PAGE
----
Ford separates EV business in drive to ‘go all in’ on electric mobility

Automaker Ford has confirmed a restructuring of its business that will see its electric vehicle (EV) operations split from its petrol and diesel division - a move it claims will accelerate the delivery of its EV and emissions commitments while boosting profitability.


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Ford separates EV business in drive to ‘go all in’ on electric mobility

Pictured: The updated Ford Fiesta model

The US-based company announced on Wednesday (2 March) that it has formed a distinct EV unit, called Ford Model e, and a distinct legacy business unit, Ford Blue. It said in a statement that it wanted to “win against both new EV competitors and established automakers” and that, while the units will “operate as distinct businesses”, they will “share relevant technology and best practices”.

Building on a commitment to invest at least $30bn in EVs by the end of 2025, Ford stated that the formation of Ford Model e will “accelerate innovation and delivery of breakthrough electric vehicles at scale”. Ford Model e will also be the part of the business tasked with developing vehicle software platforms and innovating the retailing experience.

Ford’s overarching EV goal is for one-third of all global sales to be accounted for by EVs by 2026, increasing to one-half of global sales by 2030. The firm will cease producing petrol and diesel cars in Europe by this point, given that the UK is banning new petrol and diesel car sales and the EU is mulling a similar move.

“Ford Model e will be Ford’s centre of innovation and growth, a team of the world’s best software, electrical and automotive talent turned loose to create truly incredible EV and digital experiences for new generations of Ford customers,” said the firm’s president and chief executive Jim Farley.

Operations for Ford Model e will be spread across locations in China, Kentucky and Tennessee. Ford’s former chief of advanced technology and officer for embedded systems, Doug Field, has been selected to head up Ford Model e.

As for Ford Blue, Ford has maintained that internal combustion engine (ICE) capacities are “still required” for “some situations”. It has not set a date for ending  ICE vehicle sales globally, with SUV markets still booming in markets such as the US. Ford Blue will develop new models and derivatives relating to popular lines like the Ranger and Maverick trucks and the Bronco and Explorer SUVs.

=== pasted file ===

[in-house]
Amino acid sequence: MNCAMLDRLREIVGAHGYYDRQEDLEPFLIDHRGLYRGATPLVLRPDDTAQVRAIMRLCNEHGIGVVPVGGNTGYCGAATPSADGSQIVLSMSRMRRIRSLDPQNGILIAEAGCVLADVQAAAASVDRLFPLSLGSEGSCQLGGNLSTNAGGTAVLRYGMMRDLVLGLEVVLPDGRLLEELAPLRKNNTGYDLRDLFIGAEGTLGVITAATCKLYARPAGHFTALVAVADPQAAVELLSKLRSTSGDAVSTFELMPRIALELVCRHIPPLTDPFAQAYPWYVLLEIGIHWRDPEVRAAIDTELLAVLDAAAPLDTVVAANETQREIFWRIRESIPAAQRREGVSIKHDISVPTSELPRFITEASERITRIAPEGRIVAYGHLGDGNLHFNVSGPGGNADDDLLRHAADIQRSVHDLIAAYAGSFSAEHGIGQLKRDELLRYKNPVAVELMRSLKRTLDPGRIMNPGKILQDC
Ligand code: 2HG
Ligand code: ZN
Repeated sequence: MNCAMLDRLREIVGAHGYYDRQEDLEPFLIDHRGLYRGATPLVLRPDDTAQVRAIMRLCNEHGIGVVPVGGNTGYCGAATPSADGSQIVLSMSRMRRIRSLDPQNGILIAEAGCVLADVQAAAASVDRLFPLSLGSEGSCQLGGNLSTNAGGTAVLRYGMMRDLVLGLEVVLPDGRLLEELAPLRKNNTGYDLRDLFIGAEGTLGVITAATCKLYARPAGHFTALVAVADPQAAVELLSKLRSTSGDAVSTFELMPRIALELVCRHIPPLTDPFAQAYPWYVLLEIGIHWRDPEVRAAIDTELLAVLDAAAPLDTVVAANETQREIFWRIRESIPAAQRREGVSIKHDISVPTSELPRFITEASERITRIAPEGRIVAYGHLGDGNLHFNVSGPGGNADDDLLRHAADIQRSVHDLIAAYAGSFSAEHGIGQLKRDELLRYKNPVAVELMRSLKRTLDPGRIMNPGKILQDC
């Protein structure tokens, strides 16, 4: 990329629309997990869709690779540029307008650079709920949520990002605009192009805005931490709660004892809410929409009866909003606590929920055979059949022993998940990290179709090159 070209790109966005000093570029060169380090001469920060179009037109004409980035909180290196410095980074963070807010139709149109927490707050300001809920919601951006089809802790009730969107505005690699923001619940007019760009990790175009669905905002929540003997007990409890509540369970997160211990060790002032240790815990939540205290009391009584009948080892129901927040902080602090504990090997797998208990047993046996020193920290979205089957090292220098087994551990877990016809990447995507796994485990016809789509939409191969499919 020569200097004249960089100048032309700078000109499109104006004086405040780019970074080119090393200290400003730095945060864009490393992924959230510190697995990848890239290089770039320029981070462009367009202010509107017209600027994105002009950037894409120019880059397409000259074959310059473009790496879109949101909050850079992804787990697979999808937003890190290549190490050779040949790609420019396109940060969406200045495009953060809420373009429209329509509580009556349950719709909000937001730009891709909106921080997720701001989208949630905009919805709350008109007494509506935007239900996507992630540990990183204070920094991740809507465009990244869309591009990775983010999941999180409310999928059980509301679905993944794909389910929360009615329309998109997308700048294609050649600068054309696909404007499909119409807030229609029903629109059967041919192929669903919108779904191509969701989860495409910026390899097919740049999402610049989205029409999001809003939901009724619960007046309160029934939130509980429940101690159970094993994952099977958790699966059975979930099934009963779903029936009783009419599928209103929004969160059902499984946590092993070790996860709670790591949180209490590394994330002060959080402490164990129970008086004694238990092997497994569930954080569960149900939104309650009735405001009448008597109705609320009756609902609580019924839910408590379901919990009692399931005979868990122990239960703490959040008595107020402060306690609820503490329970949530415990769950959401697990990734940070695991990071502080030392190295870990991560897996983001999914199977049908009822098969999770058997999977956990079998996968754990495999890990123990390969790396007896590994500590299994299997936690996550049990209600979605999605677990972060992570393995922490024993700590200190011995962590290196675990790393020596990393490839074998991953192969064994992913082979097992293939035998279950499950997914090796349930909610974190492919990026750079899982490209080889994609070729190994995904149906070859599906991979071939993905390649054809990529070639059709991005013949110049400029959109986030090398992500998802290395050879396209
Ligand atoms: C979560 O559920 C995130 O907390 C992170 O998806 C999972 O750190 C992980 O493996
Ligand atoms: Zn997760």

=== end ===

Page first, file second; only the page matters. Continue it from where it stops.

In a statement, Ford said the decision to launch the new enterprises will not affect its 2050 carbon neutrality commitment or its pledge to only use 100% local renewable electricity in all manufacturing operations by 2035. Both businesses will work towards these goals.

Hyundai’s accelerated EV plan 

In related news, Japanese carmaker Hyundai has announced plans to launch 17 new battery car models by the end of the decade, confirming £12bn of investment in EV R&D, manufacturing, marketing and infrastructure within this timeframe. 

It will bring at least one new dedicated EV factory online within eight years as part of this commitment. This is in addition to the plant it is planning to open in Indonesia later this year.

The Korean company is forecasting that this move will enable it to claim 7% of the global EV market in 2030, by which point it aims to sell 1.87 million electric cars annually. 

“Hyundai is successfully accelerating its transition to electrification and becoming a global leader in EVs despite a challenging business environment caused by the global chip shortage and ongoing pandemic,” said the firm’s chief executive Jaehoon Chang. 

The commitment from Hyundai builds on a pledge, announced last September, to launch a hydrogen version of all models by 2028. 

Nonetheless, Hyundai’s commitment to low-carbon mobility has been questioned in recent months. At COP26, the automaker was one of several not to sign up to a major new global commitment on ending the sale of vehicles that are not zero-emission. Shortly after the conference in Glasgow concluded, InfluenceMap named Hyundai as one of dozens of big carmakers allegedly lobbying for nations not to set Paris-Agreement-aligned policy packages. 


45-Minute Masterclass: Electrifying your business fleet

Registration is now open for edie’s next free Masterclass, which is taking place on 29 March and will outline how businesses can integrate electric vehicles (EVs) into their fleets as they work to decarbonise.

This 45-minute online Masterclass is hosted in association with E.ON. It will take place at 1pm on Tuesday 29 March and will help businesses to formulate and deliver ambitious plans to reduce emissions from their fleets. Click here for a full agenda and to register. 


Sarah George

© Faversham House Ltd 2022 edie news articles may be copied or forwarded for individual use only. No other reproduction or distribution is permitted without prior written consent.

Comments (1)

  1. Richard Phillips says:

    Let us not forget that the electricity has to come from somewhere; and it has to be generated in that "somewhere".
    There is no free lunch.
    The largest proportion is generated by use of natural gas, which although it is a richer source of energy per tonne than coal, it is still a source of CO2.
    In the UK we do not have a a great deal of hydropower. Wind power is unreliable and, in spite of personal windblown experiences, not a rich energy source:- yes, the greens will be incandescent, but there it is.
    The richest source of power is nuclear, but we do not generate.at the moment, even our baseload, this could be nuclear, generation run at its most efficient.
    But having joined nuclear energy research in 1954, I may be a little out of date, but I do not think so!!
    Richard Phillips

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